By Dan Spalding
WARSAW – Warsaw, Elkhart, Goshen and Plymouth all rank among the top 25 municipalities in Indiana with significant amounts of money set aside in official rainy day funds.
Rainy day funds are designed to provide municipalities – and counties – with a source of money for emergencies or unexpected expenses.
A report by an Indianapolis CPA firm, C.L. Coonrod and Company, sheds light on where municipalities rank in the amount of money they have set aside and available for emergencies. C.L. Coonrod and Company looked at 119 communities, with the report compiling figures from the beginning of 2022.
The biggest rainy day balance is Noblesville with $20 million.
The next three – Carmel, South Bend and Elkhart – all have more than $10 million.
Plymouth ranked sixth in the state with $5.4 million, and Goshen was 15th with $2.6 million.
Warsaw reported $1,715,350 in its rainy day fund and ranked 23rd.
Warsaw Mayor Joe Thallemer said he views the rainy day fund as a backup to the backup, known by the state as the reserve fund.
In addition to the rainy day fund, Warsaw – and all other cities – maintain a reserve fund. Warsaw’s keeps its reserve funds at 15% of the general budget. That number was prescribed by the city’s financial advisor.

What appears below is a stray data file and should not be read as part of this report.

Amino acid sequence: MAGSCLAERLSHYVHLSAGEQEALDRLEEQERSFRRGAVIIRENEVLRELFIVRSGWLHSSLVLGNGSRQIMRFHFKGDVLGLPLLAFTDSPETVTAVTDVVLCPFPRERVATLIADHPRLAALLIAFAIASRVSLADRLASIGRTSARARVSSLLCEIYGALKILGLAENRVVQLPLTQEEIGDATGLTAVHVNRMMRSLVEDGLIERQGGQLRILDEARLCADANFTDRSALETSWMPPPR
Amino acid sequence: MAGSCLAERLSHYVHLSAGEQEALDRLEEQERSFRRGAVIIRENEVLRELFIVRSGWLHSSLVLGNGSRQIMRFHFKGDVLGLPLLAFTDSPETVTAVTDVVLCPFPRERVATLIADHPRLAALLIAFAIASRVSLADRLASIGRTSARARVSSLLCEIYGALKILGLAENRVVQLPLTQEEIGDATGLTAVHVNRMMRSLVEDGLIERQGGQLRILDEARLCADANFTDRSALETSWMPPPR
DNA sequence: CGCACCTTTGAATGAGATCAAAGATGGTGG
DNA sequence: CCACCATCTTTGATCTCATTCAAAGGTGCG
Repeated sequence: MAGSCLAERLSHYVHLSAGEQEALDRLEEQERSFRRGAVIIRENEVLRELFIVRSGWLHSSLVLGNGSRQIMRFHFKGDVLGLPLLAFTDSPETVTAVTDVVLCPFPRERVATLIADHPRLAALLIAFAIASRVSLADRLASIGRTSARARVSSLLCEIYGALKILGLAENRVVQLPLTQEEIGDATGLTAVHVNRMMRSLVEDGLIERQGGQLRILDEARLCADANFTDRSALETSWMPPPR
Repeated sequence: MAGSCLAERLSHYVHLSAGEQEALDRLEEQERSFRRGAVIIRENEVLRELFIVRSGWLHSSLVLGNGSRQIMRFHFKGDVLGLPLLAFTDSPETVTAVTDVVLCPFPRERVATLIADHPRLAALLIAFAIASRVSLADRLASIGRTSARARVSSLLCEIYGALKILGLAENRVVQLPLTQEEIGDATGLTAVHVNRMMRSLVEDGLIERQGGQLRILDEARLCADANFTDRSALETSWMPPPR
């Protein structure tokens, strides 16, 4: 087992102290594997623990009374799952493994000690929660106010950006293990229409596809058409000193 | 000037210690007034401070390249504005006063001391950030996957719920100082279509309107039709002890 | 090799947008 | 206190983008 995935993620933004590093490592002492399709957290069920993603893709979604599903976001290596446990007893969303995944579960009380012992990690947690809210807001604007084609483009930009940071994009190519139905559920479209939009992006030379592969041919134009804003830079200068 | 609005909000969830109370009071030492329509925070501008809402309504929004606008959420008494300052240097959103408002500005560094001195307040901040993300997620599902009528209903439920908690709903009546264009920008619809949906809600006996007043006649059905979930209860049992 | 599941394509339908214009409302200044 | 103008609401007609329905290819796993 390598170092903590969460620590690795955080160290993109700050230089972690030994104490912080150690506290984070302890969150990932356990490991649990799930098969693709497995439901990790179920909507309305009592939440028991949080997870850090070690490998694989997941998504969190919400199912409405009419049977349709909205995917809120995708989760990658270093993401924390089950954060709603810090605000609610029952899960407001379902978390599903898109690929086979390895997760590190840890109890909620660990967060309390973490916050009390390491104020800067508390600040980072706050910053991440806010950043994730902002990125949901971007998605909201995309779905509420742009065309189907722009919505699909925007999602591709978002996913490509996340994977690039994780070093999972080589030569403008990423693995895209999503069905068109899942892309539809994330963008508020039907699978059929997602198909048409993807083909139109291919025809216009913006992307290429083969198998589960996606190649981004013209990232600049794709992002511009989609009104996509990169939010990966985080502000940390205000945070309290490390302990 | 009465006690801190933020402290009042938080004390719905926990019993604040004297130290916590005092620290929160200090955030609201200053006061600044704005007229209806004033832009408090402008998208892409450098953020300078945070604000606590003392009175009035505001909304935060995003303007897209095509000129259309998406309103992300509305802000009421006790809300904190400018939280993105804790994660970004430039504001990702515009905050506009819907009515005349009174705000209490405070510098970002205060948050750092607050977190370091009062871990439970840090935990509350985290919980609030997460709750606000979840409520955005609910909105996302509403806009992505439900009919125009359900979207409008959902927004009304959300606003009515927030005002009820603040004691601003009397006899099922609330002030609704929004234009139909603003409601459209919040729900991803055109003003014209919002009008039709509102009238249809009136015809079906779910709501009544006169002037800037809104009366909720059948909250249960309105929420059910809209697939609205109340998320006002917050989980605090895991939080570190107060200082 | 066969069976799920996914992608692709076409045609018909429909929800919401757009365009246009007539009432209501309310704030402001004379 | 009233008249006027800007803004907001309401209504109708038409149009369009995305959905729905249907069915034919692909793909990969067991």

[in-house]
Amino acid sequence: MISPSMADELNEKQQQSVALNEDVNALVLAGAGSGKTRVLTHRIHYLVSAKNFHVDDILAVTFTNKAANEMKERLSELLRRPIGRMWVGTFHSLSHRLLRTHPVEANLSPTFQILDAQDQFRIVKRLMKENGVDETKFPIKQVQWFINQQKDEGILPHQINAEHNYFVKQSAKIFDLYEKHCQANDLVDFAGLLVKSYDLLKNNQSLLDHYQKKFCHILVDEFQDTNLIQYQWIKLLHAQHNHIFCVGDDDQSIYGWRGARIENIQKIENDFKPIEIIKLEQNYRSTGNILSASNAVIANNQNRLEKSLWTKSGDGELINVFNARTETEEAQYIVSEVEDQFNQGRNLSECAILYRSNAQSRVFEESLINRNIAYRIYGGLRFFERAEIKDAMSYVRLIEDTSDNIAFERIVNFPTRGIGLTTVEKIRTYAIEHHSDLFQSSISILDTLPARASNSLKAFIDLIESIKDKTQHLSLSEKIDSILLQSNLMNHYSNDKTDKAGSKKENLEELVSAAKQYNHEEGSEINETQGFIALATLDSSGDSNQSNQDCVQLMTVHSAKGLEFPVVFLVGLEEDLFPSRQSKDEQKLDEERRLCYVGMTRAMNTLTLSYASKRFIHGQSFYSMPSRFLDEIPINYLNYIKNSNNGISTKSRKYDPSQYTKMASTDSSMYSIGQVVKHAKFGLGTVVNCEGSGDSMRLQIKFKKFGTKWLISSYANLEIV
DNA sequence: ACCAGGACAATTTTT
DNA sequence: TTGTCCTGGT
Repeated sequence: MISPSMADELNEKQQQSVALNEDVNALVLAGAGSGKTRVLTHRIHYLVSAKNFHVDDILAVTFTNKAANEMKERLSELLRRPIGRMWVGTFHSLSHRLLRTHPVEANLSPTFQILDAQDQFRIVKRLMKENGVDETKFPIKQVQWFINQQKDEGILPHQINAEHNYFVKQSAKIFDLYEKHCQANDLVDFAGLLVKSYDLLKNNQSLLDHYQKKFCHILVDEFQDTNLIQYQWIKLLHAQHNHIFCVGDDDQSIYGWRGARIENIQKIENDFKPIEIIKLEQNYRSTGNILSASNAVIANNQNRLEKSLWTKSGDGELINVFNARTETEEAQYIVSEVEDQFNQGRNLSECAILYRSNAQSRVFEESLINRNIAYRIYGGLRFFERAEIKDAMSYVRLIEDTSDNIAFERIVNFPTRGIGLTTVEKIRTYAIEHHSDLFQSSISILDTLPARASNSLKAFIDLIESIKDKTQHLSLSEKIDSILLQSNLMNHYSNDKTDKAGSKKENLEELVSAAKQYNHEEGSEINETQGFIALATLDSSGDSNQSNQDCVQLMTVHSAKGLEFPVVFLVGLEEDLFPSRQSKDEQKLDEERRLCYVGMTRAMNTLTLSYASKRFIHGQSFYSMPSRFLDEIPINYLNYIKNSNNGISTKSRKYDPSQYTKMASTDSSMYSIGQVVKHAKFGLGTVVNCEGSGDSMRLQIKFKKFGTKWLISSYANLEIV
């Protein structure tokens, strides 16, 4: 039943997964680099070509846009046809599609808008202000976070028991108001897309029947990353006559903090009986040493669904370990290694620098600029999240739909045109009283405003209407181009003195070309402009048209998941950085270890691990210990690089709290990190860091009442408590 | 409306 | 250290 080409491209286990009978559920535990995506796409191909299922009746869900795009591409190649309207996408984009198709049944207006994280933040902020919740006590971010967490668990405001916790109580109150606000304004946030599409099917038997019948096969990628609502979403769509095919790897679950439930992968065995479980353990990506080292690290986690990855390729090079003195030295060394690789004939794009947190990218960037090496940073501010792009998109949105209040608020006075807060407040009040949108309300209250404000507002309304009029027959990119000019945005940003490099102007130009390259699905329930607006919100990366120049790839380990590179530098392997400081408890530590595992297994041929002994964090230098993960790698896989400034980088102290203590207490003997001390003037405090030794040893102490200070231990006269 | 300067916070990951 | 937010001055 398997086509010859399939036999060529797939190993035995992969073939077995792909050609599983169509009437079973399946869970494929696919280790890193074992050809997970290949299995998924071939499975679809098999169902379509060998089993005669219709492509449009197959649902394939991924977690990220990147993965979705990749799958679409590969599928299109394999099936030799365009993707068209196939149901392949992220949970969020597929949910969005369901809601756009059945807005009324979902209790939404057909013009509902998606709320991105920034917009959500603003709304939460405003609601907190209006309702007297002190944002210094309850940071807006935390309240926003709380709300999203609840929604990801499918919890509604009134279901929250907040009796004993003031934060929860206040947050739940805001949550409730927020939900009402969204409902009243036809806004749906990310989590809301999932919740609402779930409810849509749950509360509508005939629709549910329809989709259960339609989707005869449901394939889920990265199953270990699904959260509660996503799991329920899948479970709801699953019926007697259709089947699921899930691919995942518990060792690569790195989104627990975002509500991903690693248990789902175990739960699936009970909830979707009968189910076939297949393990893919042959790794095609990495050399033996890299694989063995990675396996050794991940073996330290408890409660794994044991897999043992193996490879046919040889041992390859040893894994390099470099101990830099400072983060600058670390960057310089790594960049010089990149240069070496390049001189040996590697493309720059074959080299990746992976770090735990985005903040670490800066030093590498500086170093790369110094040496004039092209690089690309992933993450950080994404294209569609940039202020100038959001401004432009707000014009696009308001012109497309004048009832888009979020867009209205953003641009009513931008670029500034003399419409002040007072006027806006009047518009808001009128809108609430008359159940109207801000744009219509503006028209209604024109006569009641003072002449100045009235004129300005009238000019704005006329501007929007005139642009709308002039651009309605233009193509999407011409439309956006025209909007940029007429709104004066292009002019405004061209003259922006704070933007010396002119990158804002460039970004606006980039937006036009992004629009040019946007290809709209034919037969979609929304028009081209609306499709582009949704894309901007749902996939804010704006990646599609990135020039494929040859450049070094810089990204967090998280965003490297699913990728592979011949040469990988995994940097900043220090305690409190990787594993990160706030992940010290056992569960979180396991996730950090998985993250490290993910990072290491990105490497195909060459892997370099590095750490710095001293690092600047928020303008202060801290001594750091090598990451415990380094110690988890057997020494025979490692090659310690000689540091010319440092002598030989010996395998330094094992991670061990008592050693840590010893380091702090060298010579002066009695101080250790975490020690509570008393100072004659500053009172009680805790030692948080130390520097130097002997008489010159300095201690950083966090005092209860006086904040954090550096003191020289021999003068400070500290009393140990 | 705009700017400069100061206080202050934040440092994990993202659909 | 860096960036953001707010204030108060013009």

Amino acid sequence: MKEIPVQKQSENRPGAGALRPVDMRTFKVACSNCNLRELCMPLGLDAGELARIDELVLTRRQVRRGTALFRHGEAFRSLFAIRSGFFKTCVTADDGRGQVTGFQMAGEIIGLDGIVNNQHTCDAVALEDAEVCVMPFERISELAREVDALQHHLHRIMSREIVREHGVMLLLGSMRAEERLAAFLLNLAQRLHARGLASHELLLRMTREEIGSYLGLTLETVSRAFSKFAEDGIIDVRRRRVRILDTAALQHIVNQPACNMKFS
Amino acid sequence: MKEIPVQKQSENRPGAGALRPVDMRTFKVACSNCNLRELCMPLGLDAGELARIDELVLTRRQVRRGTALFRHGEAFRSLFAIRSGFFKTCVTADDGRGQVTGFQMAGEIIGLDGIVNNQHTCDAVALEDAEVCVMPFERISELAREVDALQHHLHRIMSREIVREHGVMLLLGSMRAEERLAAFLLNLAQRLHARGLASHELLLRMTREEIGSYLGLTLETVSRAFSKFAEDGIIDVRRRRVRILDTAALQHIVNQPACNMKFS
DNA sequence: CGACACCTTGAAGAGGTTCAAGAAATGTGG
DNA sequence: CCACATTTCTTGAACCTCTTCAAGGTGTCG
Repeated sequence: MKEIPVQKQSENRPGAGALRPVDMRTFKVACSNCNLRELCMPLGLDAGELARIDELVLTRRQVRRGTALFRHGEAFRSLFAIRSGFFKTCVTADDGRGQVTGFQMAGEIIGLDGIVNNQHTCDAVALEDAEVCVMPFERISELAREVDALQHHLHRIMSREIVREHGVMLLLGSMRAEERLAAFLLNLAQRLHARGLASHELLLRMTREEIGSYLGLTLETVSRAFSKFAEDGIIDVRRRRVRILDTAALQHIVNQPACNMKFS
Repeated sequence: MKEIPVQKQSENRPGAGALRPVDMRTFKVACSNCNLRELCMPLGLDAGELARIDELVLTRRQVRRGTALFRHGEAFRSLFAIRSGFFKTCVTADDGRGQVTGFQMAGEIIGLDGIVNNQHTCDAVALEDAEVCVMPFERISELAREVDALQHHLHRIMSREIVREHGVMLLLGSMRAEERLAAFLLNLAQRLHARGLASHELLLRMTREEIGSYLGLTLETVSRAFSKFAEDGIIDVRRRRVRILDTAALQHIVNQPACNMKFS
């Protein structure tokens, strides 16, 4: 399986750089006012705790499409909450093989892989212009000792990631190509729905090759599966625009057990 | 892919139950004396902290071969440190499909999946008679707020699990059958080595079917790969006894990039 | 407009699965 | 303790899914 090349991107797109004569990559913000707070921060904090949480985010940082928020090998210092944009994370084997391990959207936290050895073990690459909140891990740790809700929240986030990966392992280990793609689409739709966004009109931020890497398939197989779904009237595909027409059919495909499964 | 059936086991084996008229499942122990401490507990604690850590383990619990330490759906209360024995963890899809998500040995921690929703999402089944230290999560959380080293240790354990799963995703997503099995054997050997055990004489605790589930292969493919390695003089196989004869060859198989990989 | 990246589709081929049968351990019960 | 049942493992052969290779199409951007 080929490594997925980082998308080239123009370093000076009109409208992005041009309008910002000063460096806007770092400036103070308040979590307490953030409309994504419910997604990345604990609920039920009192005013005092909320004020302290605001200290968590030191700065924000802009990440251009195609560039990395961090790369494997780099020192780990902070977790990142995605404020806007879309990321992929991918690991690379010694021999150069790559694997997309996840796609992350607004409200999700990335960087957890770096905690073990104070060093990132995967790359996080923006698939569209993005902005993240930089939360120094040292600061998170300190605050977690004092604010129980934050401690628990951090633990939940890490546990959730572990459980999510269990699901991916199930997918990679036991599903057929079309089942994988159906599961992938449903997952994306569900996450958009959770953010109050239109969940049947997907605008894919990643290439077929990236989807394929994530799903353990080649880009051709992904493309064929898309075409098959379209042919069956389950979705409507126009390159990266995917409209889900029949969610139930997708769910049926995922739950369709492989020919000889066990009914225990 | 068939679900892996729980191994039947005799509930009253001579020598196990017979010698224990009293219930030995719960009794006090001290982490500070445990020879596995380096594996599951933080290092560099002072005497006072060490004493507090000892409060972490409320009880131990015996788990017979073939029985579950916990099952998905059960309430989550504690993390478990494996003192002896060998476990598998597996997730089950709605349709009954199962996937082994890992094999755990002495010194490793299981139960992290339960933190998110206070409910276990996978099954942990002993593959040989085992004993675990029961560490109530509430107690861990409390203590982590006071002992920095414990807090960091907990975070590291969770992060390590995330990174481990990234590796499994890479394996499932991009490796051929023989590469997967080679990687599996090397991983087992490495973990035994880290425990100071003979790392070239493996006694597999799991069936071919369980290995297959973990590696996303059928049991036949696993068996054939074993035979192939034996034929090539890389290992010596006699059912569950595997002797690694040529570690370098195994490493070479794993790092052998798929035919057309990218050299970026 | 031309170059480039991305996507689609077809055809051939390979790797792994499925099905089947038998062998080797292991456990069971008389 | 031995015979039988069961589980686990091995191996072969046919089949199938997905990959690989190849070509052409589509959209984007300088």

Thallemer, who’s been in office for a dozen years, doesn’t recall how the current balance came together because it’s been sitting idle for so many years.
In some cases, part of the money has been used as a financial bridge for some road projects but that money has always eventually been returned, he said.
“I look at that money as something we just don’t touch,” Thallemer said.
The only time to tap into it is for a natural disaster or a calamity, he said.
“I’m glad we’ve got something stashed away,” he said.
He credited past administrations and city clerks for establishing it years ago.
Thallemer recently finished a two-year stint as president of AIM (Accelerate Indiana Municipalities) that spanned much of the pandemic. He said he thinks waves of federal relief money helped communities avoid dipping into rainy day funds.
There were 31 communities with at least $1 million set aside in the fund as of Jan. 1.
You can find the entire list here.
Other area towns: Michigan City had $1 million; Rochester had $661,775; Peru had $383,464; Columbia City had 358,532; Ligonier had $293,993.
Eleven municipalities in Indiana did not start the year with any money in their rainy day accounts. Those included Terre Haute and five communities in northwest Indiana – Crown Point, East Chicago, Gary, Hobart and Lake Station.